1, 2, and 3 John

Robert Carroll and Stephen Prickett

in The Bible: Authorized King James Version

Published in print February 1998 | ISBN: 9780192835253
Published online April 2009 |

Series: Oxford World's Classics

1, 2, and 3 John

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Peter and Jude are separated in the New Testament by the Johannine epistles. The location, origins, and date of the Johannine letters are all uncertain. Strong similarities between these letters and the Gospel of John suggest that if the writers are not the same, the author of the epistles was clearly influenced by the Fourth Gospel. Ancient tradition ascribes the letters and the gospel to the apostle John at Ephesus. An alternative may be John the elder, who flourished at the beginning of the second century, and who seems to have been confused with the apostle John by later authorities. These Johannine letters, like many of the shorter writings of the New Testament, are very concerned with the problem of heretical teaching. Towards the end of the first century there were so many itinerant preachers in and around Asia Minor expounding the teachings of Jesus that conflict and heresy were inevitable. That some teachings were regarded as heretical by other teachers indicates a growing need for an organization with authoritative teachings. Here are the beginnings of the (Catholic) Church as the creator and maintainer of orthdoxy, or correct belief. 1 John is a good example of the lack of any unified or consistent teaching in the New Testament. Sin, love, light and darkness seem to be the main focal points: ‘But if we walk in the light, as he is in the light, we have fellowship one with another, and the blood of Jesus Christ his Son cleanseth us from all sin. If we say that we have no sin, we deceive ourselves, and the truth is not in us. If we confess our sins, he is faithful and just to forgive us our sins, and to cleanse us from all unrighteousness. If we say that we have not sinned, we make him a liar, and his word is not in us’ (1: 7–10). And yet in 3: 9 the writer says: ‘Whosoever is born of God doth not commit sin; for his seed remaineth in him: and he cannot sin, because he is born of God.’ So do Christians sin and prove that they are not born of God or do they say that they have not sinned and make God a liar? Either way there seem to be logical problems. The writer of Hebrews took the view that one could not repent of sin after baptism and enlightenment, whereas 1 John takes a rather different view.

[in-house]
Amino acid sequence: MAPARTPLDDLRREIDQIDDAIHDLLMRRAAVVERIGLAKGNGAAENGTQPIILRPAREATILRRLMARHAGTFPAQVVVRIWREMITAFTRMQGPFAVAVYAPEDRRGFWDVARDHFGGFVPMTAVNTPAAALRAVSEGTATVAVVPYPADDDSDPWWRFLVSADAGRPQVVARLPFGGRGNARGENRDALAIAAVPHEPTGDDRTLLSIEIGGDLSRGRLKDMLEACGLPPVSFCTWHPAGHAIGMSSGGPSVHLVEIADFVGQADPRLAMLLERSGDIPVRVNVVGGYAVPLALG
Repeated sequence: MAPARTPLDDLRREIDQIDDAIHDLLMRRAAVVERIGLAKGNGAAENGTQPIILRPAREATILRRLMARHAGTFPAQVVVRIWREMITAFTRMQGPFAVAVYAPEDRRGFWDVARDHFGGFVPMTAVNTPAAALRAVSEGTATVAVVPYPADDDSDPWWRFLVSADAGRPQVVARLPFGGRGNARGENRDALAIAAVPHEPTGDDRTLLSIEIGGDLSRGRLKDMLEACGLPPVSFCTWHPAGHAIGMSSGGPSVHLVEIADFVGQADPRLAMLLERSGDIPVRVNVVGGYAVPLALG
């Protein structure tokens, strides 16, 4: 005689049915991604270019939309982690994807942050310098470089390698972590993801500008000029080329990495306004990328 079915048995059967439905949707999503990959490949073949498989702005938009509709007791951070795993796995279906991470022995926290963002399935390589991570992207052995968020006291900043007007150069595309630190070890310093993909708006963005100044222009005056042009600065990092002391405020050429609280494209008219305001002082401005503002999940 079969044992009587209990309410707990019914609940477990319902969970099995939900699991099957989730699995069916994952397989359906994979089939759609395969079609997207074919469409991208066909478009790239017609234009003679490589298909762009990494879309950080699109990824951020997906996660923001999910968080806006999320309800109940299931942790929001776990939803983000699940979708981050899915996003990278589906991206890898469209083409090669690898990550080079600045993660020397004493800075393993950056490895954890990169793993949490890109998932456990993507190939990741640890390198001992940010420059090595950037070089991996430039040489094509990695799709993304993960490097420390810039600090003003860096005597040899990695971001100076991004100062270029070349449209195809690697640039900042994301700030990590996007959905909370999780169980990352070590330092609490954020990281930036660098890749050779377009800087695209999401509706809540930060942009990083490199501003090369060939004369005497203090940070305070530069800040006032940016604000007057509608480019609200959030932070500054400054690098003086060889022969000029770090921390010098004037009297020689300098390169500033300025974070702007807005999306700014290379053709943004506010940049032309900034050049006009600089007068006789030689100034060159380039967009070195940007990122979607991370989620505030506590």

Chapter.  879 words. 

Subjects: Religious Studies ; Biblical Studies

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